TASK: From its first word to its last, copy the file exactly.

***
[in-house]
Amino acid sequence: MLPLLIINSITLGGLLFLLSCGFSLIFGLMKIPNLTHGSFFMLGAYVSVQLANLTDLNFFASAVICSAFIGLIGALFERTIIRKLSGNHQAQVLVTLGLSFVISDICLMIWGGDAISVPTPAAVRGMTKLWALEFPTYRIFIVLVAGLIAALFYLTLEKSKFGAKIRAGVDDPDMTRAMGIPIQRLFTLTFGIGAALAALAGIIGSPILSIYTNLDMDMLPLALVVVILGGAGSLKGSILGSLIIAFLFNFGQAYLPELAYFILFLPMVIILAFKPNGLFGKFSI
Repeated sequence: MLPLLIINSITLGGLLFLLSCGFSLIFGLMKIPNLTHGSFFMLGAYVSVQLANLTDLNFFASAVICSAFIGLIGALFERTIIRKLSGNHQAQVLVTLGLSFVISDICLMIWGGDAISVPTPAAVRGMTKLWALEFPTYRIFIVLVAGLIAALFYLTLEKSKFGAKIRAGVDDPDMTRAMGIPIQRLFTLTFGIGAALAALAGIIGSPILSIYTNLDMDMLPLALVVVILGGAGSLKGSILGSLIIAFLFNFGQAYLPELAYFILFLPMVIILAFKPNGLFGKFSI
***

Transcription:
[in-house]
Amino acid sequence: MLPLLIINSITLGGLLFLLSCGFSLIFGLMKIPNLTHGSFFMLGAYVSVQLANLTDLNFFASAVICSAFIGLIGALFERTIIRKLSGNHQAQVLVTLGLSFVISDICLMIWGGDAISVPTPAAVRGMTKLWALEFPTYRIFIVLVAGLIAALFYLTLEKSKFGAKIRAGVDDPDMTRAMGIPIQRLFTLTFGIGAALAALAGIIGSPILSIYTNLDMDMLPLALVVVILGGAGSLKGSILGSLIIAFLFNFGQAYLPELAYFILFLPMVIILAFKPNGLFGKFSI
Repeated sequence: MLPLLIINSITLGGLLFLLSCGFSLIFGLMKIPNLTHGSFFMLGAYVSVQLANLTDLNFFASAVICSAFIGLIGALFERTIIRKLSGNHQAQVLVTLGLSFVISDICLMIWGGDAISVPTPAAVRGMTKLWALEFPTYRIFIVLVAGLIAALFYLTLEKSKFGAKIRAGVDDPDMTRAMGIPIQRLFTLTFGIGAALAALAGIIGSPILSIYTNLDMDMLPLALVVVILGGAGSLKGSILGSLIIAFLFNFGQAYLPELAYFILFLPMVIILAFKPNGLFGKFSI